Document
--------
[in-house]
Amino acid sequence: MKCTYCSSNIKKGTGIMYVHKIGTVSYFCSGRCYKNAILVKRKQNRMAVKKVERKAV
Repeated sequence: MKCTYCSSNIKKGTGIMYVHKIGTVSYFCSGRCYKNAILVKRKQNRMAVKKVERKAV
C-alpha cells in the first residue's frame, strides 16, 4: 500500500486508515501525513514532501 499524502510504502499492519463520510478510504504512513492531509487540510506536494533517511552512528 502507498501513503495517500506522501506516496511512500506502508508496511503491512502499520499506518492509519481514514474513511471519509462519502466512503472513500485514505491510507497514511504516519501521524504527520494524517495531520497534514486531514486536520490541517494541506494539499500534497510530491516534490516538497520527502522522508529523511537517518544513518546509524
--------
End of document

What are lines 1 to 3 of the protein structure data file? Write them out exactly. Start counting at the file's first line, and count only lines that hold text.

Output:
[in-house]
Amino acid sequence: MKCTYCSSNIKKGTGIMYVHKIGTVSYFCSGRCYKNAILVKRKQNRMAVKKVERKAV
Repeated sequence: MKCTYCSSNIKKGTGIMYVHKIGTVSYFCSGRCYKNAILVKRKQNRMAVKKVERKAV